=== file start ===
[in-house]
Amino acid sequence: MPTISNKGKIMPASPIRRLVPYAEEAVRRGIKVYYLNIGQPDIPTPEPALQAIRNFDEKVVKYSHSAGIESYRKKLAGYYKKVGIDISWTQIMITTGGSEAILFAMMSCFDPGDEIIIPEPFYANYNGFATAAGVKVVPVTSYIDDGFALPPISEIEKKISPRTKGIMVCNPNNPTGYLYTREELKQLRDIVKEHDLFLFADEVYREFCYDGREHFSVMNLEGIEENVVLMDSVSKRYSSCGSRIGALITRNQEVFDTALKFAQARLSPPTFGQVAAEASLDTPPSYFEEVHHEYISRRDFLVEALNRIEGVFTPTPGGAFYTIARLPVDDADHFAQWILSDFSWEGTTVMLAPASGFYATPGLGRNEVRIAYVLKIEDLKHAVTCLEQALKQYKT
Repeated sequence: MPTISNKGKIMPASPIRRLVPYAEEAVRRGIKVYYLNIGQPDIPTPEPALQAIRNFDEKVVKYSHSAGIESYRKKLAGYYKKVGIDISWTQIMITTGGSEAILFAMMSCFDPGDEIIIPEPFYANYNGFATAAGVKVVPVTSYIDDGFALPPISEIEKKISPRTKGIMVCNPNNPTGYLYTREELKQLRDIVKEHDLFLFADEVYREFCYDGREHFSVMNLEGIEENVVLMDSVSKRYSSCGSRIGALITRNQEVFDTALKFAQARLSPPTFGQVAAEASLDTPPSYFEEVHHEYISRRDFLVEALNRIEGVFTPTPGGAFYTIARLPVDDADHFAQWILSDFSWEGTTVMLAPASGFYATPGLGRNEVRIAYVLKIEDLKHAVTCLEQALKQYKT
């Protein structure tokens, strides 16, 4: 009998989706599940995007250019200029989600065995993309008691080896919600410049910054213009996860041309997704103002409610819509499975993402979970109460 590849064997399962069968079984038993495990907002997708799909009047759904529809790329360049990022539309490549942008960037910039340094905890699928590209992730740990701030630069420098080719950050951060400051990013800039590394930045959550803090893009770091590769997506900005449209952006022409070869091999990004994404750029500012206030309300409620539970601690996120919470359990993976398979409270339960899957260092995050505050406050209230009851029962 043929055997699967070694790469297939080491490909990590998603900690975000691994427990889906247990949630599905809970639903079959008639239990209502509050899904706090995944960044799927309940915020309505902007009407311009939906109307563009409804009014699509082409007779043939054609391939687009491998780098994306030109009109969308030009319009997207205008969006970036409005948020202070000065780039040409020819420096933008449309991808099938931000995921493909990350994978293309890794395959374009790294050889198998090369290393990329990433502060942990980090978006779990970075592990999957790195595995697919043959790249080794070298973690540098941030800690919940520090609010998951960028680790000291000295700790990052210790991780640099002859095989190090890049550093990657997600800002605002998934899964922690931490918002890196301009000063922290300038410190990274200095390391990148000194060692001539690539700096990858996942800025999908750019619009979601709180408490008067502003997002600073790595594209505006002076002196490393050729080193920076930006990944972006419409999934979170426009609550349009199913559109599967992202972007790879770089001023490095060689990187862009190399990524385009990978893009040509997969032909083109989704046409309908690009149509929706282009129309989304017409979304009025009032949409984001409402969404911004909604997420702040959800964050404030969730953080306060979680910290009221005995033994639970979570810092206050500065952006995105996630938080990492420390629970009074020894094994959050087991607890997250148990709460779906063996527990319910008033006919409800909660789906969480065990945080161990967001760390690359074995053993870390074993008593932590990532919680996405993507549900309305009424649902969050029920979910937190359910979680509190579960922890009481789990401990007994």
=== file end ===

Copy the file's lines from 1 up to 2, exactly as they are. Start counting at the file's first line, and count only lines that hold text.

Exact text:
[in-house]
Amino acid sequence: MPTISNKGKIMPASPIRRLVPYAEEAVRRGIKVYYLNIGQPDIPTPEPALQAIRNFDEKVVKYSHSAGIESYRKKLAGYYKKVGIDISWTQIMITTGGSEAILFAMMSCFDPGDEIIIPEPFYANYNGFATAAGVKVVPVTSYIDDGFALPPISEIEKKISPRTKGIMVCNPNNPTGYLYTREELKQLRDIVKEHDLFLFADEVYREFCYDGREHFSVMNLEGIEENVVLMDSVSKRYSSCGSRIGALITRNQEVFDTALKFAQARLSPPTFGQVAAEASLDTPPSYFEEVHHEYISRRDFLVEALNRIEGVFTPTPGGAFYTIARLPVDDADHFAQWILSDFSWEGTTVMLAPASGFYATPGLGRNEVRIAYVLKIEDLKHAVTCLEQALKQYKT